Canonical recently released Ubuntu 19.04, the latest version of its flagship GNOME-based Linux desktop. But if you’re a desktop user, you might be feeling a little left out.
The big points of emphasis in this latest release are on Ubuntu as a tool for infrastructure development, server deployment, and the good old Internet of Things. For the server version of Ubuntu, the OS ships with all the latest cloud computing tools. In fact, that’s already available in optimized builds on the major cloud services.
Elsewhere, the latest version of the venerable Ubuntu desktop packs quite a few additional, tempting reasons to upgrade for Linux gamers. Ubuntu 19.04 makes the leap to the Linux kernel 5.x series, for instance, which offers much improved graphics support.
Despite all the talk of developer tools and enterprise deployment stacks—Canonical has even taken to calling Ubuntu the “leading OS for cloud operations” lately—Ubuntu 19.04 is ultimately a worthwhile upgrade for all. After spending some time with it recently, we found some nice updates to the desktop, too. So no matter your Ubuntu use case, 19.04 seems to offer users a faster, more polished desktop than its predecessors.
The default desktop for 19.04 looks, aside from the new wallpaper, more or less like previous releases. There are no major changes to be seen, but there are plenty to be felt.
Thanks to work both in the upstream GNOME project along with some contributions from downstream, Ubuntu 19.04 is the snappiest version of GNOME I’ve ever used. In fact, Ubuntu’s GNOME desktop finally feels like it’s about on par with the old Unity, at least in terms of speed and responsiveness.
Much of the credit here goes to the GNOME project, which has been hard at work speeding things up. To be completely fair to GNOME, the project has actually made even more speed improvements that didn’t make it into Ubuntu 19.04; Ubuntu is looking to incorporate some more of those improvements down the road. It’s also worth noting that nearly all the improvements to GNOME in 19.04 have been patched into 18.10 and will eventually make it to the 18.04 LTS release as well.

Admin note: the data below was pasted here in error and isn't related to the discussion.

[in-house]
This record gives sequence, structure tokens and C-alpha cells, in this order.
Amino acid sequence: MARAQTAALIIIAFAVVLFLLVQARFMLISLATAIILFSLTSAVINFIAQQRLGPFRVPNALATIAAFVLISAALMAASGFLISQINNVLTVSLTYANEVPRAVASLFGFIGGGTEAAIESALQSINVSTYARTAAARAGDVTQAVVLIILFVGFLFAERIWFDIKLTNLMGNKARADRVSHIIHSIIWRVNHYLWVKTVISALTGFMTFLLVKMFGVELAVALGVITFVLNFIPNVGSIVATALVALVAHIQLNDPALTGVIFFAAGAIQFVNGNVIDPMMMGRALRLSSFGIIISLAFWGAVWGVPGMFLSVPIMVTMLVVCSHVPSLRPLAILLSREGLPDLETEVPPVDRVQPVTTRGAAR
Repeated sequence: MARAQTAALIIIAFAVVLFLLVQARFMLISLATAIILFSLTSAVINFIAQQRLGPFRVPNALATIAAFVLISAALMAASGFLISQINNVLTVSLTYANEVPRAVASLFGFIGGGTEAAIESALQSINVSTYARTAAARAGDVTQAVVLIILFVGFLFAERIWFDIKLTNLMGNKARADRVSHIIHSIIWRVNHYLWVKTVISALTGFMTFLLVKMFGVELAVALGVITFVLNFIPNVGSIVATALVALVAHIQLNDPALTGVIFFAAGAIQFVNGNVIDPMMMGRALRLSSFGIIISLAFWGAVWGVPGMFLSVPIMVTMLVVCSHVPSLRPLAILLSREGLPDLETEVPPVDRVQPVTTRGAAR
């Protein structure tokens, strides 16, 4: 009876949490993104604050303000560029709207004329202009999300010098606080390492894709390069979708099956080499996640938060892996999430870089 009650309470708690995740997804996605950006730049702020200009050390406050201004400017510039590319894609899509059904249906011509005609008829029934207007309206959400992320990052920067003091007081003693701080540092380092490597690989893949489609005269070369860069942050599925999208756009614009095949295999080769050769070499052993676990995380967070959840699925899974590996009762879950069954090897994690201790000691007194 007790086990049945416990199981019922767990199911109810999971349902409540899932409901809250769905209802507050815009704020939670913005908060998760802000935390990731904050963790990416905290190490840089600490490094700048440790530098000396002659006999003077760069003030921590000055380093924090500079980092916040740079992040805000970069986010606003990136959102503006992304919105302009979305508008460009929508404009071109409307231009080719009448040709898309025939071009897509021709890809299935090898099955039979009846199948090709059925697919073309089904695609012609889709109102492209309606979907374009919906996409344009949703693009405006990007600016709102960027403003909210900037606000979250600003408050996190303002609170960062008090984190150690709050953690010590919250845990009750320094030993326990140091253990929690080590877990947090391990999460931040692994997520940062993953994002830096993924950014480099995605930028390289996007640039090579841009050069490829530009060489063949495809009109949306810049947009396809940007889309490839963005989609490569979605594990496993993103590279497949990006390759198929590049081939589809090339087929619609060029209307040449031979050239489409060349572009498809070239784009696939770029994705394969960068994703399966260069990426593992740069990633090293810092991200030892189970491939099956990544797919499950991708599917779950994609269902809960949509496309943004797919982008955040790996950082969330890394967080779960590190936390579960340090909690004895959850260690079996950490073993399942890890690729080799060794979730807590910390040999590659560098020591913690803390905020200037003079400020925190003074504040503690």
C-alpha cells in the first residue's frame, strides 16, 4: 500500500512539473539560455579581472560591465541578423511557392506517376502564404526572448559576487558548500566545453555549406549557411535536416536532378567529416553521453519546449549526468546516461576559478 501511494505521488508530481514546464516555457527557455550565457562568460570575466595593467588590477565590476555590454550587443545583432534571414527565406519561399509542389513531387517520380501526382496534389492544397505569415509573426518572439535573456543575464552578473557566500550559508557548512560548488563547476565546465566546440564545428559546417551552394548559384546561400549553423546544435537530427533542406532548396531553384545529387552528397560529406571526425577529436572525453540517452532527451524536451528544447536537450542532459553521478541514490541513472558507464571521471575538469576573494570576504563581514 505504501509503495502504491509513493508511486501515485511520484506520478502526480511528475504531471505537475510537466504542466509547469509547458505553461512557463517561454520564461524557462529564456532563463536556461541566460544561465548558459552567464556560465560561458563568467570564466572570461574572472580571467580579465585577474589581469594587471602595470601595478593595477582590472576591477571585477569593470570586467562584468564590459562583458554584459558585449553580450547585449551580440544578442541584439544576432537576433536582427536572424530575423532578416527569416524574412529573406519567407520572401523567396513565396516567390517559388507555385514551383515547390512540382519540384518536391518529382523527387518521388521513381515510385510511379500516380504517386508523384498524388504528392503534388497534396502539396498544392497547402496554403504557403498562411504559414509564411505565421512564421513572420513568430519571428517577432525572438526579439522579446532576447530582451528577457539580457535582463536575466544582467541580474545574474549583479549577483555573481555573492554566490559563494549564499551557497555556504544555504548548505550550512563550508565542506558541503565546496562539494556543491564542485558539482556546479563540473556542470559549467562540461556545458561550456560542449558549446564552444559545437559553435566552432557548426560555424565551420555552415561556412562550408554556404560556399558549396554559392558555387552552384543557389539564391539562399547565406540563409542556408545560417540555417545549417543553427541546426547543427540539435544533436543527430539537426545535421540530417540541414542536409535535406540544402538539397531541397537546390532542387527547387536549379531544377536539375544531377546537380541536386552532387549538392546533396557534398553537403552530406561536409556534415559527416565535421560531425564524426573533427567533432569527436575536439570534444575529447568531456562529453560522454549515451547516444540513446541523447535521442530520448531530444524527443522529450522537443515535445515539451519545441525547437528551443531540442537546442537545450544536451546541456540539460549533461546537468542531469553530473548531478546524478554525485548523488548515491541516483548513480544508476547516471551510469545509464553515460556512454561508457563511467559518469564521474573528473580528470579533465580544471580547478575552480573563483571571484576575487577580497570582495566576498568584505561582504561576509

Suffice it to say that if you’re a GNOME user, the huge, very noticeable speed boost in Ubuntu 19.04 will make you very happy.
Another trickle-down win from the upstream speed improvements is the inclusion of GNOME’s indexing tool, Tracker, which is installed by default in Ubuntu 19.04. Previously, Tracker was considered too slow to ship with Ubuntu. You’ve probably never heard of Tracker, as it runs behind the scenes and indexes and stores metadata for use in searches throughout GNOME, but adding Tracker enables some new features for 19.04. Tracker means you can use the batch rename tool with metadata tags and that searching in the Files app is now full-text, for example.
While Ubuntu 19.04 doesn’t make any radical changes to the basic GNOME user experience, there are a couple of visual improvements worth noting. The new default theme for Ubuntu (known as Yaru) has been further refined and includes a new icon theme that looks more unified—nearly everything gets a rounded square icon now (except, of course, any applications you install that aren’t part of the icon set).
Another immediately noticeable change to the user experience is that alt-tab now switches windows by default. You can cycle through your applications with super-tab. Naturally, you can change this using the settings app.
But as with all things GNOME, the many steps forward come with a backward step as well. You can no longer put icons on the desktop in GNOME 3.32. Ubuntu has worked around this change by including a new GNOME Shell extension aptly named “Desktop Icons.” So far, so good, but there’s a catch: the extension doesn’t allow you to drag and drop files or apps onto the Desktop. Instead, you’ll have to do that using the Nautilus file manager. Drag and drop your file into the desktop folder and you’ll see it show up on the desktop. It’s a small annoyance easily worked around, but it’s an annoyance nonetheless.
One much-requested new feature in GNOME 3.32 is support for fractional UI scaling, which is the ability to set the interface to something other than 100 percent (1080p and smaller screens) or 200 percent (for HiDPI screens). With GNOME 3.32, you can scale in 25 percent increments—not arbitrary, but it’s certainly better than previous releases. The catch is that it really only works (in my testing) running under Wayland.